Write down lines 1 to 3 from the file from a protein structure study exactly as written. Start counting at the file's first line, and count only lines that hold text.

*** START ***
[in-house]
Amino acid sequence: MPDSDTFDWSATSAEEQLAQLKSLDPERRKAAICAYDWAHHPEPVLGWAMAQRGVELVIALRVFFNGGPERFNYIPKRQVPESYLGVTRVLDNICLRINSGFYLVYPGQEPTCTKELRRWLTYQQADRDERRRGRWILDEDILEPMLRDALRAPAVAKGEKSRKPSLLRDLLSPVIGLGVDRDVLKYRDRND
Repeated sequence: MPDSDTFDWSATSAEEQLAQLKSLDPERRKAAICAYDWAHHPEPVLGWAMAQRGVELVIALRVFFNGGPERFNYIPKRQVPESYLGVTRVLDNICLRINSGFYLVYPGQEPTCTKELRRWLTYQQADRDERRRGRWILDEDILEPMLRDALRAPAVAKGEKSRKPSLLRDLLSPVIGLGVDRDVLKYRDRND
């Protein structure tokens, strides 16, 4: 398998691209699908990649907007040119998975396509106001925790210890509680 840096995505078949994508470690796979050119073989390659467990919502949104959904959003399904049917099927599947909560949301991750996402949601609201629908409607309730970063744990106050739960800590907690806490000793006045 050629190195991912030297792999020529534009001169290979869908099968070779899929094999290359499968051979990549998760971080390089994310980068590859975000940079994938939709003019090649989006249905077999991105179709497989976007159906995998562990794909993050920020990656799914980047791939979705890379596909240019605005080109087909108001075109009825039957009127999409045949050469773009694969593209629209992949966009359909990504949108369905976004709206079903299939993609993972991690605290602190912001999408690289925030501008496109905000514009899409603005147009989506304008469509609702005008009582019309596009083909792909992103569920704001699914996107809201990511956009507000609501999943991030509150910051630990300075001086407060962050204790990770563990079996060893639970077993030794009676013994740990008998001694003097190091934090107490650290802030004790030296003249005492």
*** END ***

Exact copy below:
[in-house]
Amino acid sequence: MPDSDTFDWSATSAEEQLAQLKSLDPERRKAAICAYDWAHHPEPVLGWAMAQRGVELVIALRVFFNGGPERFNYIPKRQVPESYLGVTRVLDNICLRINSGFYLVYPGQEPTCTKELRRWLTYQQADRDERRRGRWILDEDILEPMLRDALRAPAVAKGEKSRKPSLLRDLLSPVIGLGVDRDVLKYRDRND
Repeated sequence: MPDSDTFDWSATSAEEQLAQLKSLDPERRKAAICAYDWAHHPEPVLGWAMAQRGVELVIALRVFFNGGPERFNYIPKRQVPESYLGVTRVLDNICLRINSGFYLVYPGQEPTCTKELRRWLTYQQADRDERRRGRWILDEDILEPMLRDALRAPAVAKGEKSRKPSLLRDLLSPVIGLGVDRDVLKYRDRND